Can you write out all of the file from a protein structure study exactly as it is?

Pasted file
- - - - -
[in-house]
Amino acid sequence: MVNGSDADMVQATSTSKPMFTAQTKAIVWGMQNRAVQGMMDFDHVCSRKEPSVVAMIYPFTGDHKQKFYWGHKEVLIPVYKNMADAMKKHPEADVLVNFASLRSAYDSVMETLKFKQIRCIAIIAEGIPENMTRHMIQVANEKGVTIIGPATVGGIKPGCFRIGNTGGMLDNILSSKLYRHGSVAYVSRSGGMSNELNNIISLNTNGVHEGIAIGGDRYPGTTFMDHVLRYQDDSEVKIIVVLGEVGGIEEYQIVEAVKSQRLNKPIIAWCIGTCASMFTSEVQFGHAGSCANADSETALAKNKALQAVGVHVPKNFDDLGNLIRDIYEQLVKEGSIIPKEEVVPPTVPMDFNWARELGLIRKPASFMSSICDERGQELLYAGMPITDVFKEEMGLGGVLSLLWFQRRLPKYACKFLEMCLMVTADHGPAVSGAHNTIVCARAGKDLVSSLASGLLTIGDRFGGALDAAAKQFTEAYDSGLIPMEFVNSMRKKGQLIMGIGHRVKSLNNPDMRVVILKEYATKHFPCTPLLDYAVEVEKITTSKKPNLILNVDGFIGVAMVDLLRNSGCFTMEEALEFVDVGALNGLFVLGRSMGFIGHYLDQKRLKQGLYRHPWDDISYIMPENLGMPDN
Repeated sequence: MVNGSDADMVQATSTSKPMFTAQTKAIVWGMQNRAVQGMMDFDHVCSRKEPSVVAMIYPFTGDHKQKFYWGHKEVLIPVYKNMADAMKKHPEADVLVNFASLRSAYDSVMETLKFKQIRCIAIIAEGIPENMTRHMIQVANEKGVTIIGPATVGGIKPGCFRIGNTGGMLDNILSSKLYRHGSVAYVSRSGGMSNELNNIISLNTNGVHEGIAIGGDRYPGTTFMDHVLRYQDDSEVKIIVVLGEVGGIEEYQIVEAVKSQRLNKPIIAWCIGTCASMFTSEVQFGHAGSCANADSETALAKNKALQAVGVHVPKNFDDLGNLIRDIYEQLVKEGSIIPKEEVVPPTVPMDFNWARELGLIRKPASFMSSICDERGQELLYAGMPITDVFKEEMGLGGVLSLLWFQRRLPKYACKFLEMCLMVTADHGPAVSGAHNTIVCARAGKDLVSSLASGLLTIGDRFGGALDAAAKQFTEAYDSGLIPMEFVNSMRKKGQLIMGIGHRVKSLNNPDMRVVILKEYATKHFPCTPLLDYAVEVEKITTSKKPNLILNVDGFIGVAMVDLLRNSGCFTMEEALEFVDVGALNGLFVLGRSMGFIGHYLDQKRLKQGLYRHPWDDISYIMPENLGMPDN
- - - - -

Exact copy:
[in-house]
Amino acid sequence: MVNGSDADMVQATSTSKPMFTAQTKAIVWGMQNRAVQGMMDFDHVCSRKEPSVVAMIYPFTGDHKQKFYWGHKEVLIPVYKNMADAMKKHPEADVLVNFASLRSAYDSVMETLKFKQIRCIAIIAEGIPENMTRHMIQVANEKGVTIIGPATVGGIKPGCFRIGNTGGMLDNILSSKLYRHGSVAYVSRSGGMSNELNNIISLNTNGVHEGIAIGGDRYPGTTFMDHVLRYQDDSEVKIIVVLGEVGGIEEYQIVEAVKSQRLNKPIIAWCIGTCASMFTSEVQFGHAGSCANADSETALAKNKALQAVGVHVPKNFDDLGNLIRDIYEQLVKEGSIIPKEEVVPPTVPMDFNWARELGLIRKPASFMSSICDERGQELLYAGMPITDVFKEEMGLGGVLSLLWFQRRLPKYACKFLEMCLMVTADHGPAVSGAHNTIVCARAGKDLVSSLASGLLTIGDRFGGALDAAAKQFTEAYDSGLIPMEFVNSMRKKGQLIMGIGHRVKSLNNPDMRVVILKEYATKHFPCTPLLDYAVEVEKITTSKKPNLILNVDGFIGVAMVDLLRNSGCFTMEEALEFVDVGALNGLFVLGRSMGFIGHYLDQKRLKQGLYRHPWDDISYIMPENLGMPDN
Repeated sequence: MVNGSDADMVQATSTSKPMFTAQTKAIVWGMQNRAVQGMMDFDHVCSRKEPSVVAMIYPFTGDHKQKFYWGHKEVLIPVYKNMADAMKKHPEADVLVNFASLRSAYDSVMETLKFKQIRCIAIIAEGIPENMTRHMIQVANEKGVTIIGPATVGGIKPGCFRIGNTGGMLDNILSSKLYRHGSVAYVSRSGGMSNELNNIISLNTNGVHEGIAIGGDRYPGTTFMDHVLRYQDDSEVKIIVVLGEVGGIEEYQIVEAVKSQRLNKPIIAWCIGTCASMFTSEVQFGHAGSCANADSETALAKNKALQAVGVHVPKNFDDLGNLIRDIYEQLVKEGSIIPKEEVVPPTVPMDFNWARELGLIRKPASFMSSICDERGQELLYAGMPITDVFKEEMGLGGVLSLLWFQRRLPKYACKFLEMCLMVTADHGPAVSGAHNTIVCARAGKDLVSSLASGLLTIGDRFGGALDAAAKQFTEAYDSGLIPMEFVNSMRKKGQLIMGIGHRVKSLNNPDMRVVILKEYATKHFPCTPLLDYAVEVEKITTSKKPNLILNVDGFIGVAMVDLLRNSGCFTMEEALEFVDVGALNGLFVLGRSMGFIGHYLDQKRLKQGLYRHPWDDISYIMPENLGMPDN